by Cornerstone Staff
07 Jul 2020
Enabling Bankers to Leverage Learning During a Crisis
If there is any silver lining to COVID-19, it’s that a time of crisis can be a time of learning, too.
As the pandemic spread, there was an urgent need to transition to remote work, which left many companies scrambling to define new policies and communicate changes to employees. But for Penn Community Bank, the infrastructure was already in place for sharing vital information with its team and holding employees accountable for reviewing it.
A Cornerstone client since 2017, the bank leveraged the technology not only to share the organization’s remote policy and subsequent updates to it, but also to ensure that employees viewed and understood the materials by requiring their sign-off. The LMS became a comforting resource for learning and engagement during a time of massive disruption.
Using Downtime for Learning
With most of Penn Community Bank’s workforce working from home for the foreseeable future, the bank wanted to ensure that employees felt supported and empowered to work remotely. After all, remote work is not just a technological shift—beyond the need to master Zoom or other communication channels, there’s a need for soft skills like adaptability and resilience.
To that end, the bank leaned on Cornerstone Cares, a centralized compilation of learning materials from providers such as Grovo, Whil and ej4, curated by Cornerstone, to help employees navigate the COVID-19 disruption. Cornerstone Cares is a complimentary bundle of courses, which became available in mid-March 2020. With courses like “Tips for Productive Remote Work,” and “Build Work Relationships Remotely,” Penn Community Bank provided its workers with valuable advice on how to stay engaged—even from a distance. Already, 70% of team members have completed these optional courses. Within a 6-week period, Penn Community Bank saw over 400 course registrations across 190+ unique users, totaling 4,000+ minutes of learning.
“Our team members loved the content. They were three to four minutes long and right to the point,” says Lianne Richards, senior training specialist, LMS Administrator, at Penn Community Bank.
And employees have been proactive about sharpening other skills, from public speaking to Microsoft office proficiency, during their time at home, too—there has been a 100% increase in registration and completion of courses available in the CyberU learning marketplace via the Cornerstone LMS.
Penn Community Bank also wanted to give its employees the opportunity to get ahead on required compliance training if they were able to. The bank typically requires compliance training to be completed via the Cornerstone LMS twice a year, in January and July, but decided to roll out the July training early. “We still have the due date set for the end of October, but we definitely gave folks some wiggle room,” Richards says.
Recognizing Top Performers
Under normal circumstances, Cornerstone Performance provides a place for Penn Community Bank’s team members and managers to communicate regularly about performance goals, provide timely feedback and revise goals mid-year as priorities and projects shift. But the onset of the COVID-19 pandemic required the bank to adapt its normal business processes and routines, including the ways in which it manages performance.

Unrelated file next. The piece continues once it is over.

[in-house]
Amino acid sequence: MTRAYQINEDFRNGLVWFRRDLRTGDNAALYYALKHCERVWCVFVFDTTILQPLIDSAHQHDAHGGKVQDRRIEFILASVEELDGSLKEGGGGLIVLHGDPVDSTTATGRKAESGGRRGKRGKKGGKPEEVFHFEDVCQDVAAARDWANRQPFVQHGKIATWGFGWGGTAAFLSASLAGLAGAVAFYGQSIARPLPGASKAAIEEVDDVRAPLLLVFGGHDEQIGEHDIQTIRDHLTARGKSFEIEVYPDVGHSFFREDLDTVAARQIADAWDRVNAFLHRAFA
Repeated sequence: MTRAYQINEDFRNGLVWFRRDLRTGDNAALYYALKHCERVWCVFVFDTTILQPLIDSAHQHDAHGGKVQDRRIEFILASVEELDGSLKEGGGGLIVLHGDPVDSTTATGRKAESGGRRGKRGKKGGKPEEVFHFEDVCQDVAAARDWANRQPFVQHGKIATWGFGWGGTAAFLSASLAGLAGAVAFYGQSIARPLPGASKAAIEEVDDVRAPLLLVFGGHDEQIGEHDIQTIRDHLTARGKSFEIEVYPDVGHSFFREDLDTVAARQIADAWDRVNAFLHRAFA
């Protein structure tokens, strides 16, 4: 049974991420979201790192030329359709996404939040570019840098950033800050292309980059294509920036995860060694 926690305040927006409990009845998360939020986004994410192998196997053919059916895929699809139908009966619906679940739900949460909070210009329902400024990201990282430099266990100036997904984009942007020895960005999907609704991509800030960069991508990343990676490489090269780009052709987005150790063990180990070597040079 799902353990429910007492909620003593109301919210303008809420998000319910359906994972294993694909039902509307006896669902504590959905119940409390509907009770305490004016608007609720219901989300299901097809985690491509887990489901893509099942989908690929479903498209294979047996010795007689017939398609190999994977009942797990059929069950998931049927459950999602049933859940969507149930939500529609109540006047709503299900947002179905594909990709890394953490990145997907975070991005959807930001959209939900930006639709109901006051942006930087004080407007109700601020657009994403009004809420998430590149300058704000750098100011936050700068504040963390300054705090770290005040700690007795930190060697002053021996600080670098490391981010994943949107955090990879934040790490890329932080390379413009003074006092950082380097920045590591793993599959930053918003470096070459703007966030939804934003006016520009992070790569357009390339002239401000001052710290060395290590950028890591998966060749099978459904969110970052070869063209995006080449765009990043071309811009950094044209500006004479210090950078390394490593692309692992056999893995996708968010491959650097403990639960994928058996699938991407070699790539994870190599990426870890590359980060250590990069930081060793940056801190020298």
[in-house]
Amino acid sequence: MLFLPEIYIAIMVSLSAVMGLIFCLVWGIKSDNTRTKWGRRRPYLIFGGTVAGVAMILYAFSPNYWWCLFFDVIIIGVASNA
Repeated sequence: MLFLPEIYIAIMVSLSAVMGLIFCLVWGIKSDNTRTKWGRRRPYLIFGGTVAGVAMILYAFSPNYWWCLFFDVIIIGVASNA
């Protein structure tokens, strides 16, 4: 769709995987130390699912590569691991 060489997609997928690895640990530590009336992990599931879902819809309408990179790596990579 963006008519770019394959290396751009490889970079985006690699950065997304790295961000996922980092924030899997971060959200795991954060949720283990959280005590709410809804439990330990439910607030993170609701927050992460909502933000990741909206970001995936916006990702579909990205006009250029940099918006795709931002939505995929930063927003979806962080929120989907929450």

For example, the bank has updated its normally scheduled mid-year goal review task to include additional areas for evaluation and input, enabling managers to recognize team members for their adaptability and extraordinary efforts during the pandemic.
“We expect this will be a great tool to encourage meaningful conversations and provide a basis for rewarding those team members who have gone above and beyond,” says Kirsten Palmieri, HR business partner and VP at Penn Community Bank. “During times like this, we’re especially thankful for the ability that this platform gives us to create and customize performance tasks to meet our needs in the moment.”
Preparing for a Post-COVID World
Though the future of work is still in flux as the pandemic continues, Penn Community Bank is planning to pick back up various initiatives when employees do eventually return. Before the shutdown, the bank was experiencing success with its shadow program and is eager to reinstate it when team members return. As part of the program, employees interested in learning about departments other than the one they work in shadow other teams, from accounting to loan operations and others.
As workforces aim to become more flexible than ever in the face of COVID-19, the program is giving its employees an opportunity to “new skill” and not only experience personal growth but also add more value to the business as potential candidates for open positions in the future. “We've had an incredible result. As soon as we sent the email that shadow positions were available through Cornerstone, they filled up immediately through the end of the year,” Richards says.
Similarly, the company introduced a series of learning activities built around its core principles. “We had activities that the team members can do together in a team meeting. Just five-, 10-, or 15-minute activities for engagement. We created a library and shared it through Cornerstone,” Richards explained.
From introducing gamification techniques like badging to reward employees for engaging with learning materials to debuting the Check-ins feature and thinking about the best ways to apply Cornerstone’s succession planning tools, Penn Community Bank is always looking for new ways to support and empower its employees. When the crisis ends and workers can finally return, “we have some very exciting things to look forward to,” Richards said.
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